“To a greater or lesser extent, Seán FitzPatrick has involvement in this case.”

Counsel told the jury the six accounts were set up to trade offshore or manage property and were held in the Isle of Man or Jersey, but they were Anglo accounts, and that there was a concerted effort made to conceal them for the purpose of not paying tax.

Mr McGinn said that all three accused were involved in the attempt to delete Mr O’Toole’s accounts from the bank system and Mr O’Toole’s name was removed from the tax list by Mr Daly and Mr O’Mahoney.

Mr O’Mahoney and Ms Maguire were involved in an agreement to delete the other six accounts and hide references to them in the bank system, Mr McGinn said.

He told the jury there would be no direct evidence, or “smoking gun”, in the case. He also said the prosecution did not have to prove that Revenue was actually defrauded.

Poets and fans gathered for WB Yeats celebrations in Sligo

  

‘Absolutely Fabulous’ actor Joanna Lumley (above right) declares Sligo has stolen her heart.

Irish poet and playwright William Butler Yeats (1865 – 1939) who received the Nobel prize for literature in 1923.

During one of the headline events of his birthday celebration in Sligo, WB Yeats’ granddaughter Caitriona briefly shared a stage with Mary Plunkett grandniece of 1916 leader, Joseph Mary.

Caitriona Yeats, a harpist, was presented with a book of her grandfather’s poems hand-printed by Plunkett, whose work is inspired by the poet’s sisters Susan and Elizabeth Yeats, of Cuala Press fame.

Earlier in the day, Ireland’s ambassador to Britain Dan Mulhall had noted that Yeats “engaged on a daily basis with the public life of Ireland”.

The encounter between descendants of the revolutionary and the poet underlined that role in the life of the country.

Yeats and Plunkett were applauded by six poet laureates , all female, from Ireland,England, Scotland, Wales, London and Northern Ireland, who were joined by President Michael D Higgins at Saturday night’s National Poets’ event. The laureates read from Yeats’ and their own work.

President Higgins, despite being enthusiastically kissed on his arrival by the National Poet of Scotland Liz Lochead, who was charmed with the idea of a poet as President, chose to read Auden’s In Memory Of WB Yeats, but none of his own work.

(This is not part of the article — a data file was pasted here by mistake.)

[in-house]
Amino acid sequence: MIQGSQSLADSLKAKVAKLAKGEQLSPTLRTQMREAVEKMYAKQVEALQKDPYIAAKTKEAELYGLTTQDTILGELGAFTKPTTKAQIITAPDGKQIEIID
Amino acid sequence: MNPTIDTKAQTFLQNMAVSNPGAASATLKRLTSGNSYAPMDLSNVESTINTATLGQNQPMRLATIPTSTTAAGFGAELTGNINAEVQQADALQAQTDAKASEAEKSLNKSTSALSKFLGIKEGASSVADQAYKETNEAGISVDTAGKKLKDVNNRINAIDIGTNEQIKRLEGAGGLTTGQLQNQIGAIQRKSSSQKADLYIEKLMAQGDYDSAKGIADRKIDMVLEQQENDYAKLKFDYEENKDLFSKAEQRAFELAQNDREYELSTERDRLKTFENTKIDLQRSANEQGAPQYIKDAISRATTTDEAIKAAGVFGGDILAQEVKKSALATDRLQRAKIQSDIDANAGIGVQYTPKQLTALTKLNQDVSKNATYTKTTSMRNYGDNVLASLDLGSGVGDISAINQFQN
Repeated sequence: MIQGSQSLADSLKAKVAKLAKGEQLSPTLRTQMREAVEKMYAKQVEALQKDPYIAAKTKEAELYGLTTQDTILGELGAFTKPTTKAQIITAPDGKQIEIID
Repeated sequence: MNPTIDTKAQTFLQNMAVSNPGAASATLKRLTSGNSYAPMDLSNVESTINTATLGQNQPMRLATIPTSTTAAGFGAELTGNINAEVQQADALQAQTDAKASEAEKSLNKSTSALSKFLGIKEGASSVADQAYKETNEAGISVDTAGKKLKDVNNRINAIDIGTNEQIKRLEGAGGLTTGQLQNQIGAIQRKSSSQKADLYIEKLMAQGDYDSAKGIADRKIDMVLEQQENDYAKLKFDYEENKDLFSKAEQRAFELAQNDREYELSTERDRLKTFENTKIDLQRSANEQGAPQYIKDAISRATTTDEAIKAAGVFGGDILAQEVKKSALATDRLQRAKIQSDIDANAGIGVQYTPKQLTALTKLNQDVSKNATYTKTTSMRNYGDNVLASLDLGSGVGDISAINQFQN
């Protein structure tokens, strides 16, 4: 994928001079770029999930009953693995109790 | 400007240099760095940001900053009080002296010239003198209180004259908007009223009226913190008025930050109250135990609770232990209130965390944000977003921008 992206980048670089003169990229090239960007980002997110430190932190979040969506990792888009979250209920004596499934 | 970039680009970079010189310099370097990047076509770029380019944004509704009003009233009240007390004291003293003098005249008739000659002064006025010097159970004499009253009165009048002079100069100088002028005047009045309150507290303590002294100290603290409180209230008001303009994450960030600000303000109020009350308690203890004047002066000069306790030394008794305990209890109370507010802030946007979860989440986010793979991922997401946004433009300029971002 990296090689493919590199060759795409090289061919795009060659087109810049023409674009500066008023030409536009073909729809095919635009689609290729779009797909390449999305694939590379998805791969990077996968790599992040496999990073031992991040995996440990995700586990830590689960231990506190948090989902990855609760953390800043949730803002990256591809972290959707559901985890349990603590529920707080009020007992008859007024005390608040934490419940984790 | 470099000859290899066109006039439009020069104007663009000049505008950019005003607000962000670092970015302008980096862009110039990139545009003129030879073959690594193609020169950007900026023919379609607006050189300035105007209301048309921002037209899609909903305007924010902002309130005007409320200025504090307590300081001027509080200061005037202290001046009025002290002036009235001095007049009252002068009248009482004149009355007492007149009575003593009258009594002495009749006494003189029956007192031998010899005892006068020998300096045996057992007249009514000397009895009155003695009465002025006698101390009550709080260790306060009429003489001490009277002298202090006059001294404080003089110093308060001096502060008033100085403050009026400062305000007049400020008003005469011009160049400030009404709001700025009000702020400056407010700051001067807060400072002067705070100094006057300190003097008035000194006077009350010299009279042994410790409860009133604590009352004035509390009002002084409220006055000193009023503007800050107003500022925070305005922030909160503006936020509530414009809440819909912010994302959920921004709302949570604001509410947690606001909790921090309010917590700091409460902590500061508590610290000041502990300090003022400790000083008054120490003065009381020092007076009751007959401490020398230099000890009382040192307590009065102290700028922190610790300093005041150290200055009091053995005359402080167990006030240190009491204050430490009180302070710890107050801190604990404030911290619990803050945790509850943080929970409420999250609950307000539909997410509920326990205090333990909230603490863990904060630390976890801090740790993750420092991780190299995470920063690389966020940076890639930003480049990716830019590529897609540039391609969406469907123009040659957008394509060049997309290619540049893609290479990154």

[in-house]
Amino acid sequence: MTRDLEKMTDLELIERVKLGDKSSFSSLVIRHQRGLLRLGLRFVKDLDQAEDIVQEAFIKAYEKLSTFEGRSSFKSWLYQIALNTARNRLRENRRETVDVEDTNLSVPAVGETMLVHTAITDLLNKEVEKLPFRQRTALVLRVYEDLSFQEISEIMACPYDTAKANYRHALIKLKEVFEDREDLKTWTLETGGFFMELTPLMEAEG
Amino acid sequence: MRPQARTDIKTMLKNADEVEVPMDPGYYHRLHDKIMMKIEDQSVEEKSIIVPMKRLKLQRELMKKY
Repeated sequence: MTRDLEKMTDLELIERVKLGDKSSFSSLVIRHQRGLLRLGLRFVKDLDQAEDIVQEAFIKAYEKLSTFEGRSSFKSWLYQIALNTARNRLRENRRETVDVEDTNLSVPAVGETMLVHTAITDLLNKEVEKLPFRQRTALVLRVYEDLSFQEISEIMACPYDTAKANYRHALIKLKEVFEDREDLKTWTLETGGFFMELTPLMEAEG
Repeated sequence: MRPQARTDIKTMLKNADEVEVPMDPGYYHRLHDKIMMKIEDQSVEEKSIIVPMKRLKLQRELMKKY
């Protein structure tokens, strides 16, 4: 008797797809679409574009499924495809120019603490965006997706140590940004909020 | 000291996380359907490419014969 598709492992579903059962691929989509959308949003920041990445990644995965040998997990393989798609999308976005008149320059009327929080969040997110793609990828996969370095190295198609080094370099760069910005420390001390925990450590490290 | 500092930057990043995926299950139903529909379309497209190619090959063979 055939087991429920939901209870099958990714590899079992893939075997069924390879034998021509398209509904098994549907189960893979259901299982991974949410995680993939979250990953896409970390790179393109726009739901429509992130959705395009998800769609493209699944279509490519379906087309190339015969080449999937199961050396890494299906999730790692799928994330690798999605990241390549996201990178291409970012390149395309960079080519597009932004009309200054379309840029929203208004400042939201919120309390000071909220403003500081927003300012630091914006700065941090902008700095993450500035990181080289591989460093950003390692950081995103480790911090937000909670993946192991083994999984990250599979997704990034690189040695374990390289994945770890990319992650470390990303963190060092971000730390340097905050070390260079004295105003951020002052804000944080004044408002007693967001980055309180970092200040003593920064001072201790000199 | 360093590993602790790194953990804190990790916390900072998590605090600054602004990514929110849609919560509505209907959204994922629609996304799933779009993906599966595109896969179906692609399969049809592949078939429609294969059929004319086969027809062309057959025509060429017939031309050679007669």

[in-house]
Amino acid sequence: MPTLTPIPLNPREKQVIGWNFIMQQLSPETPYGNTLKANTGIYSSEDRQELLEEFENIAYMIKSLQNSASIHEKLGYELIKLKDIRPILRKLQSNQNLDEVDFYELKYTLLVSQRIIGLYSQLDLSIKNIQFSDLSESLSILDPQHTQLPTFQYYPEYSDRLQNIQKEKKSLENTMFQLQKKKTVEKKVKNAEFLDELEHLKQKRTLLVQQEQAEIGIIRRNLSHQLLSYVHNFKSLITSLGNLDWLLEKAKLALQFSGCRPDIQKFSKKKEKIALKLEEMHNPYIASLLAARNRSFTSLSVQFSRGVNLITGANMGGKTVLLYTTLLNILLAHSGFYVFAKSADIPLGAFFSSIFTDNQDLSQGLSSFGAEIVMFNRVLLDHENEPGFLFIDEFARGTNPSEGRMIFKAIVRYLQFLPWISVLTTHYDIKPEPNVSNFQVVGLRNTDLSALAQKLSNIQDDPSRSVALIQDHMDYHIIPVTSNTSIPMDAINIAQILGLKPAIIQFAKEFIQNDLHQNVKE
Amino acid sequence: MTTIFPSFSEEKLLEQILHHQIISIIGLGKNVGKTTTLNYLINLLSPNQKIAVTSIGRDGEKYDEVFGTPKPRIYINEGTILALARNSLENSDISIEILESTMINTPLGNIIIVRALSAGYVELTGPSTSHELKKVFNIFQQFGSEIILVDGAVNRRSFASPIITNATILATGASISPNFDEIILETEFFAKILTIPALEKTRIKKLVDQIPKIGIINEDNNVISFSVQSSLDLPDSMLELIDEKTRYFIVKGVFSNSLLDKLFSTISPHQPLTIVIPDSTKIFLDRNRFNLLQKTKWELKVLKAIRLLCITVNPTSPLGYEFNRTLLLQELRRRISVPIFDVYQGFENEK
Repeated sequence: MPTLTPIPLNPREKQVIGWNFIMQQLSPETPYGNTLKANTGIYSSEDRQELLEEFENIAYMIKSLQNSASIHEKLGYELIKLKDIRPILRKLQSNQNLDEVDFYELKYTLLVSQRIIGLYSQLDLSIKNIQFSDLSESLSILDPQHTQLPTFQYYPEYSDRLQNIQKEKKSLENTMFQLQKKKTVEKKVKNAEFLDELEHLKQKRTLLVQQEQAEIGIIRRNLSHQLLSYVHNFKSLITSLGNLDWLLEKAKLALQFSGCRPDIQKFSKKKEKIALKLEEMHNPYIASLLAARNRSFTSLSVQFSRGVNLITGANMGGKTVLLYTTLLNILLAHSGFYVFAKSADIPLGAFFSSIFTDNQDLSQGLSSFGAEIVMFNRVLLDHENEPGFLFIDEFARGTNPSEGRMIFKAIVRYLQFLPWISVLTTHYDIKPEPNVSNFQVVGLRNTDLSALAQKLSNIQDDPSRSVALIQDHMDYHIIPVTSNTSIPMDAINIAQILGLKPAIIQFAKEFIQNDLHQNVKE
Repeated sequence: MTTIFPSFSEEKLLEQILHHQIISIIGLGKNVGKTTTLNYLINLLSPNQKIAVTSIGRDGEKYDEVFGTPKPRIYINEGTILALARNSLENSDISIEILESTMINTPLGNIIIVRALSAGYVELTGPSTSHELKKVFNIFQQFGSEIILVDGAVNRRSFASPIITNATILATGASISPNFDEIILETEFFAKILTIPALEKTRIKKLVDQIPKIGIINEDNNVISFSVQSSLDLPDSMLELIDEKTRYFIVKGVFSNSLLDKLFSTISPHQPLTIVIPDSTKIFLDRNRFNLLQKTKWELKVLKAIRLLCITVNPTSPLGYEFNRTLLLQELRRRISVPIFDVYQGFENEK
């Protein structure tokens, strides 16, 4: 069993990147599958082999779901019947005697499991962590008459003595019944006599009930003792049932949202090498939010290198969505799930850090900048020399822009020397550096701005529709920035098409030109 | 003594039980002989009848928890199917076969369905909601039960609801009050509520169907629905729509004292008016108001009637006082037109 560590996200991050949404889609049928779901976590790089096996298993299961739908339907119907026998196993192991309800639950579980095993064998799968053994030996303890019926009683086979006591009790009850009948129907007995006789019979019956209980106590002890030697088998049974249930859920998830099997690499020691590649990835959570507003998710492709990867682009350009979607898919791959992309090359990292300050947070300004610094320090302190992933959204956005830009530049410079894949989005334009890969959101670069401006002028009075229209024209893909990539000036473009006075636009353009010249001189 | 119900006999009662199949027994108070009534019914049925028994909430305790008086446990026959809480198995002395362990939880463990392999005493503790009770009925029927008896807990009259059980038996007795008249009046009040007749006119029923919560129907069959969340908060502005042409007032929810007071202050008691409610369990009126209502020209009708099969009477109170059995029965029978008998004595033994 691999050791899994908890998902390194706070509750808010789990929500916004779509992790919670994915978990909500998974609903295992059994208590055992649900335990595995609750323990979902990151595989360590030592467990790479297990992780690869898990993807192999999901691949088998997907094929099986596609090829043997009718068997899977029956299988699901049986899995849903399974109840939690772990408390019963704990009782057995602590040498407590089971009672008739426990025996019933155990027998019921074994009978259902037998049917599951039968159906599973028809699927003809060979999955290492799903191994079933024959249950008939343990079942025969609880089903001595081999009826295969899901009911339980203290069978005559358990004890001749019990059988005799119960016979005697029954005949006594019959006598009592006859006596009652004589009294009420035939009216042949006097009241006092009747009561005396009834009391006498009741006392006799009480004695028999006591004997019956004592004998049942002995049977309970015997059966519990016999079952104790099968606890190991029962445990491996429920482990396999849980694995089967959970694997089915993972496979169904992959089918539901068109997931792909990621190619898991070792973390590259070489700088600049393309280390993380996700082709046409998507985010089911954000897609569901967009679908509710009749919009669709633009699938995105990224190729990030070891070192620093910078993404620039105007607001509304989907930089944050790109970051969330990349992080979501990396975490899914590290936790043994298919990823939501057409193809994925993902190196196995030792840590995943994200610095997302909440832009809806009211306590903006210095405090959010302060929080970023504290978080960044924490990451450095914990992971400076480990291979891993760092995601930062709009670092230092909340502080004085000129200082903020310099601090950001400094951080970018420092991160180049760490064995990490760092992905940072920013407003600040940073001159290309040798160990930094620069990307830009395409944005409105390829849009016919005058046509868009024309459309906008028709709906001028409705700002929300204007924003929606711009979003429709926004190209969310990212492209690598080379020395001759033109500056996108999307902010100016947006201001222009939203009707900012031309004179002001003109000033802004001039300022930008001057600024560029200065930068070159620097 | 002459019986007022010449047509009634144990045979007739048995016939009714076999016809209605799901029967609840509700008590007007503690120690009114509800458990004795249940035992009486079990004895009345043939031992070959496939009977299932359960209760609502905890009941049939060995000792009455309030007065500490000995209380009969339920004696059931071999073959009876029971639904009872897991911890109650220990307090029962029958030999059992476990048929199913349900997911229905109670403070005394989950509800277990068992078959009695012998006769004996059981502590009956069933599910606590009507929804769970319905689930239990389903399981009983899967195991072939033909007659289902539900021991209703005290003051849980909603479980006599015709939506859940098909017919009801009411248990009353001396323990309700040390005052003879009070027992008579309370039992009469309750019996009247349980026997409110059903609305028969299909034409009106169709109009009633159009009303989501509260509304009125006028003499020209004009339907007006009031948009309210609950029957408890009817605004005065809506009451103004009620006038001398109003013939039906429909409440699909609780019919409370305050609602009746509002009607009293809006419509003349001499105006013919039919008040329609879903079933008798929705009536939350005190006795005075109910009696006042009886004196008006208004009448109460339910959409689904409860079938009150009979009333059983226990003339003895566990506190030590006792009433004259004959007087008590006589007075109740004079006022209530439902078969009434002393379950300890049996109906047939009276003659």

Politicians and celebrity guests spent the weekend in Sligo soaking up the atmosphere.

Minister for Arts Heather Humphreys was at Lissadell House, while Minister for Communications Alex White was there for the cutting of a giant birthday cake on O’Connell Street.

It was a weekend when everyone reached for connections with the man, who President Higgins described as our national poet.

London laureate Aisling Fahey , wasn’t sure if it was her grandfather or great grandfather who “used to drive Yeats in a horse and cart to Thoor Ballylee” when he went west.

One of the unlikely stars of the weekend was Absolutely Fabulous star Joanna Lumley who declared that Sligo had stolen her heart.

“I love it, I completely love it,” said actor Joanna.

Her popularity meant that the award winning Lake Isle of Innisfree garden was in danger of being trampled into the ground when she cut the ribbon there.

Lumley, who started the day with a visit to Yeats’ grave in Drumcliffe, had been invited by Senator Susan O’Keeffe, chair of Yeats 2015, to open the garden at the Model arts centre because of her campaign for a London Garden Bridge.

“It is enchanting – Yeats’ dream, every dream he ever had,” she said.

If the actor was taken aback by “all the loveliness I have met” in Sligo, out the road in Lissadell House, SenatorDavid Norris was giving her a run for her money in the popularity stakes where he too spent the day posing with fans for selfies.

As Sligo Drama Circle organised a marathon reading of all 378 Yeats poems, celebrities spent the weekend reciting personal favourites.

The apparently age-defying 69-year-old Lumley who urged people to “take off your hats and dance in the street” recited When You Are Old.

In Lissadell, Senator Norris gave a majestic rendering of Sailing to Byzantium while Anne Doyle read The Cat and the Moon tearfully recounting that her pet cat Pooka had passed on last week.

RTE’s Bryan Dobson chose Easter 1916 as his party piece, while his colleague Mary Wilson treated the audience to her favourite Crazy Jane talks with the Bishop.

But in Hargadon’s pub Caitriona Yeats probably won the heart of many of those force fed Yeats as school children when she candidly admitted: “We didn’t read much of my grandfather’s work growing up”.